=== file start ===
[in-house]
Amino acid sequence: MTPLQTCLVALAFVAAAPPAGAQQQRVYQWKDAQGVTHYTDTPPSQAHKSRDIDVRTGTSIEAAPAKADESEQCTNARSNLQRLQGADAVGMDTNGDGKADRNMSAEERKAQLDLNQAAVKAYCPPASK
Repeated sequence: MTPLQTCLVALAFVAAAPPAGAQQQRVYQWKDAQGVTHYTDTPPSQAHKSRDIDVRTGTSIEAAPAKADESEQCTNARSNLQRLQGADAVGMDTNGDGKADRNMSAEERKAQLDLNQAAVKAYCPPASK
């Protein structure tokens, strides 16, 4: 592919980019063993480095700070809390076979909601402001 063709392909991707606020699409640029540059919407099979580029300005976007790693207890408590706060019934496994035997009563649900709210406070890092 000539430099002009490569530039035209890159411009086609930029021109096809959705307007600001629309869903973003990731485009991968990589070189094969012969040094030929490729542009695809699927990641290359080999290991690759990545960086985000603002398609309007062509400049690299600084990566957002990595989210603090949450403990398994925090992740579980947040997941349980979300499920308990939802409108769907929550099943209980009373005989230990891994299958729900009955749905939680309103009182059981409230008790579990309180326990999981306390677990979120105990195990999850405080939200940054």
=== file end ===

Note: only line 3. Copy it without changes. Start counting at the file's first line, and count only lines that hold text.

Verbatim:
Repeated sequence: MTPLQTCLVALAFVAAAPPAGAQQQRVYQWKDAQGVTHYTDTPPSQAHKSRDIDVRTGTSIEAAPAKADESEQCTNARSNLQRLQGADAVGMDTNGDGKADRNMSAEERKAQLDLNQAAVKAYCPPASK